Can Car Accident Victims Recover Compensation for Lost Wages?
Medical bills and physical pain are common after a car accident, but these are not the only issues that can affect a victim’s life and finances. The loss of income that results from an inability to work while recovering can have a huge impact on a family’s financial situation and overall emotional health. Seeking compensation for lost wages is an important component of a personal injury claim. If you are temporarily or permanently unable to return to work following a car accident, a skilled personal injury attorney can help you understand your options for receiving the financial resources your family desperately needs.
Missing Work After a Car Accident
In Wisconsin, there are two key laws that protect the jobs of employees who need to take time off because of a serious health condition. The Federal Family Medical Leave Act (FMLA) allows a person to take up to 12 weeks of time off. The Wisconsin Family and Medical Leave Act functions similarly, allowing an employee to take up to two weeks of time off. However, both the federal and state laws only protect employees from losing their jobs, and the time taken off under these laws will typically be unpaid. This means that while an employee’s job may be protected for three months, he or she may not receive any pay during that time.
Types of Lost Wages
When injuries prevent a person from returning immediately to work, the loss of income can be devastating, causing a family to struggle to make ends meet. In a personal injury claim, a victim may be able to recover compensation for:
- Past lost wages which the victim was unable to earn while recovering from his or her injuries. For example, if a car accident rendered a person unable to work for six months, he or she may seek to recover the full amount of income that would have been earned during that period. It is also important to note that if an employee misses work because of injuries caused by an accident, and they use sick days or vacation days, they may still make a “wage loss” claim for the missed days, even though they were paid for those missed days (the technical claim is one for loss of earning capacity).
- Future lost wages may apply if a person suffers an ongoing disability that will cause him or her to be unable to work temporarily or permanently. For example, a victim who experiences paralysis resulting from a severe spinal injury may be permanently disabled, and he or she may seek to recover the income that would have been earned throughout the rest of his or her working life. The surviving family members of a person who was killed in a car accident may also seek compensation for their loved one’s future lost wages through a wrongful death claim.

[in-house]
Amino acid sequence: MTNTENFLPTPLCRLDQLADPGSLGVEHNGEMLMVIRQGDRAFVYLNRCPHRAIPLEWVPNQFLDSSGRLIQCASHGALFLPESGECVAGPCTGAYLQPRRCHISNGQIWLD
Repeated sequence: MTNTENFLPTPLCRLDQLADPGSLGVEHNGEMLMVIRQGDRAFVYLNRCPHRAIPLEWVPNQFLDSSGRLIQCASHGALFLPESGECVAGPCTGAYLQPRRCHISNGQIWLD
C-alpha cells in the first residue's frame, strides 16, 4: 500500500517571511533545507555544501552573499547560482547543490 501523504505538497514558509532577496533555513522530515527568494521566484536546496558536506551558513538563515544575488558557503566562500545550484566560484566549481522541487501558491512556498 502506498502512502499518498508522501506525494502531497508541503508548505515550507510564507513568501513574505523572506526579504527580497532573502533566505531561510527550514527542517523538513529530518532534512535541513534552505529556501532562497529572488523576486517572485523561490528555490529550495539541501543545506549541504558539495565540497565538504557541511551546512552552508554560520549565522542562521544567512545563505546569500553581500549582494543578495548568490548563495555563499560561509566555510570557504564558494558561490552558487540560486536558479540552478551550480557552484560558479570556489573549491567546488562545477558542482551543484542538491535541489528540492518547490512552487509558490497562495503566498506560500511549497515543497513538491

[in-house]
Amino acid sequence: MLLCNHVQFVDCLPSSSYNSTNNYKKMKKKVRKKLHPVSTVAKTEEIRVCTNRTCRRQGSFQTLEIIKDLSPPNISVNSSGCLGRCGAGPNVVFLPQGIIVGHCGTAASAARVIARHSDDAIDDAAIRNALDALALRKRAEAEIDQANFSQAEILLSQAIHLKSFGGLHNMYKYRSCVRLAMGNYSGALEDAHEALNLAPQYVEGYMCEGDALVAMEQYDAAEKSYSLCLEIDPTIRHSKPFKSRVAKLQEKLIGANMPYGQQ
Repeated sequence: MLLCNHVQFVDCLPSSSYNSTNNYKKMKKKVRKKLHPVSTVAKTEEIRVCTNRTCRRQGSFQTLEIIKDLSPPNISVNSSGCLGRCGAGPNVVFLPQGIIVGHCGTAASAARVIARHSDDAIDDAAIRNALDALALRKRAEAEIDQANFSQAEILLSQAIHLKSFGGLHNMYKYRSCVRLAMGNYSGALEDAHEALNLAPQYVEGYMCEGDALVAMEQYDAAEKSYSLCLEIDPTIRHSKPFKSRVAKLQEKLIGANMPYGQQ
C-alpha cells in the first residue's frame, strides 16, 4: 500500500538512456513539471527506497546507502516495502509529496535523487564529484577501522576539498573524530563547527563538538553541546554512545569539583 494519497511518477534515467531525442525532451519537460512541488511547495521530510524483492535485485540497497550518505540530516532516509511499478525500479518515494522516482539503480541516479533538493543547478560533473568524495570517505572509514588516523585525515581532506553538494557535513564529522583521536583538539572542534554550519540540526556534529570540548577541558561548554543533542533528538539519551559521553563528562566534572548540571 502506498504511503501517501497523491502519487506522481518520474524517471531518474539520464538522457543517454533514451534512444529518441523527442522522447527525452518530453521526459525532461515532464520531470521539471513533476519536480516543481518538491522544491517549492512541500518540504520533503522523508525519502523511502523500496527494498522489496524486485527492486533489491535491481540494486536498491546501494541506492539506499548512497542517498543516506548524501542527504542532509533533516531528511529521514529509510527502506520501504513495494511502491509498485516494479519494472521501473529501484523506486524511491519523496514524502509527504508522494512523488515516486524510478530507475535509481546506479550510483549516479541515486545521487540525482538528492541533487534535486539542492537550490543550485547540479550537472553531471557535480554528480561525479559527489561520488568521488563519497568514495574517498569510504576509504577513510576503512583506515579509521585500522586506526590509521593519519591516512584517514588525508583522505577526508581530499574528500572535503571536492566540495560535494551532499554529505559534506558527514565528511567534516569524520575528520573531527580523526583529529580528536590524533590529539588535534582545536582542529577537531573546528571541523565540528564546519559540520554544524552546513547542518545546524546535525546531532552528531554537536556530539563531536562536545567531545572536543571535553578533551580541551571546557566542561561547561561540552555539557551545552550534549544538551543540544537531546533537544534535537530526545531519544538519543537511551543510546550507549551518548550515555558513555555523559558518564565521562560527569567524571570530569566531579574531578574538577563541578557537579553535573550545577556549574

- Diminished earning capacity refers to circumstances in which a car accident victim may be able to return to work, but not at the same level as before. For instance, a person’s injuries may require him or her to work fewer hours, or he or she may need to accept a lower rate of pay in order to work in a less physically strenuous position. In these cases, a victim may seek compensation for the difference between what he or she previously earned and what he or she is now able to earn.
Proving Lost Wages
If a car accident results in lost wages, a victim may need to show that his or her injuries were the direct cause of these financial damages. An attorney can assist in compiling the necessary supporting documentation to demonstrate the financial impact of the injury, including:
- A notarized letter from the individual’s employer, confirming the missed hours
- A lost wage form filled out and signed by a company’s Human Resources department
- Tax returns and bank statements, which can show the wages earned in the past and provide an estimate of the income a victim likely would have earned had the car accident not occurred
Business owners or self-employed victims of accidents are entitled to make wage claims, even though these claims may be difficult to prove. For example, some self-employed people may pay workers, or others may have family or friends who volunteer their time to handle business matters during the times the victim is unable to work. The gross income of the business may not properly demonstrate the lost wages. Those people nonetheless are entitled to be compensated for their loss of time, and there may be many ways to calculate the value of that loss. Demonstrating the value of the time lost in these cases may be quite complex, so the assistance of an experienced personal injury lawyer may be critical. In many cases, a self-employed person may not only lose time from work, but also customers who would provide a future income stream. For example, a dentist or a barber who misses time from work may lose a patient or customer to a competitor. Accurate records must be kept in order to properly document the full impact that an injury may have on the injured person’s past and future livelihood.
Contact a Green Bay Car Accident Attorney
The loss of income can place tremendous strain on a family’s finances, and it can impact the mental and emotional health of all family members. If you have been injured in a car accident and suffered lost wages as a result of your injuries, schedule a free consultation with the attorneys at Herrling Clark Law Firm, Ltd. today. Contact an Appleton personal injury lawyer at 920-739-7366.